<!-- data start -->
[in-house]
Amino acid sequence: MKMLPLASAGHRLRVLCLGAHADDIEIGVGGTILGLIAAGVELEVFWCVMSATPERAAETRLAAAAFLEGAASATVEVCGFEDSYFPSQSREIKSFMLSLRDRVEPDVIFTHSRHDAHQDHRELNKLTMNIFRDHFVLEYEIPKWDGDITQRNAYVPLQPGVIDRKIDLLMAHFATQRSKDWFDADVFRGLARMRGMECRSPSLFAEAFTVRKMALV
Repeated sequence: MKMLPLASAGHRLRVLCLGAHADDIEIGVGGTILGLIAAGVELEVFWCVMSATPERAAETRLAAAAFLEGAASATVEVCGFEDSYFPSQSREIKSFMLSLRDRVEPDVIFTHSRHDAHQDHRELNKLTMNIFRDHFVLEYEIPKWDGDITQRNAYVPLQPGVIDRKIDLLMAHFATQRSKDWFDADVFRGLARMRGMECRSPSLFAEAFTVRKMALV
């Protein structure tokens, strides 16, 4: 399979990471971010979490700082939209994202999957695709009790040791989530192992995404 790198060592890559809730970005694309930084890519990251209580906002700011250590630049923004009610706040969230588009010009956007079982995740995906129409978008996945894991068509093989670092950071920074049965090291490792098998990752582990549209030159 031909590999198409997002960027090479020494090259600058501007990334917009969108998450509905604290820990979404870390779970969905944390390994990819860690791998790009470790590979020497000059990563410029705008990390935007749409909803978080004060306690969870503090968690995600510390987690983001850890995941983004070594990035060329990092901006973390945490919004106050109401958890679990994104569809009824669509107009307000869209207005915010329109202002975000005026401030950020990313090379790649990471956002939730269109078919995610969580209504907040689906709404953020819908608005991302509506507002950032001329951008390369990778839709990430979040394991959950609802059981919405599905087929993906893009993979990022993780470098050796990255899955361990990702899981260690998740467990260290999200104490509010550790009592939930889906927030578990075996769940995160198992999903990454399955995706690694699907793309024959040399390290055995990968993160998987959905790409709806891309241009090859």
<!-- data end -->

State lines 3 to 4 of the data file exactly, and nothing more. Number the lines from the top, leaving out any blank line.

Repeated sequence: MKMLPLASAGHRLRVLCLGAHADDIEIGVGGTILGLIAAGVELEVFWCVMSATPERAAETRLAAAAFLEGAASATVEVCGFEDSYFPSQSREIKSFMLSLRDRVEPDVIFTHSRHDAHQDHRELNKLTMNIFRDHFVLEYEIPKWDGDITQRNAYVPLQPGVIDRKIDLLMAHFATQRSKDWFDADVFRGLARMRGMECRSPSLFAEAFTVRKMALV
């Protein structure tokens, strides 16, 4: 399979990471971010979490700082939209994202999957695709009790040791989530192992995404 790198060592890559809730970005694309930084890519990251209580906002700011250590630049923004009610706040969230588009010009956007079982995740995906129409978008996945894991068509093989670092950071920074049965090291490792098998990752582990549209030159 031909590999198409997002960027090479020494090259600058501007990334917009969108998450509905604290820990979404870390779970969905944390390994990819860690791998790009470790590979020497000059990563410029705008990390935007749409909803978080004060306690969870503090968690995600510390987690983001850890995941983004070594990035060329990092901006973390945490919004106050109401958890679990994104569809009824669509107009307000869209207005915010329109202002975000005026401030950020990313090379790649990471956002939730269109078919995610969580209504907040689906709404953020819908608005991302509506507002950032001329951008390369990778839709990430979040394991959950609802059981919405599905087929993906893009993979990022993780470098050796990255899955361990990702899981260690998740467990260290999200104490509010550790009592939930889906927030578990075996769940995160198992999903990454399955995706690694699907793309024959040399390290055995990968993160998987959905790409709806891309241009090859």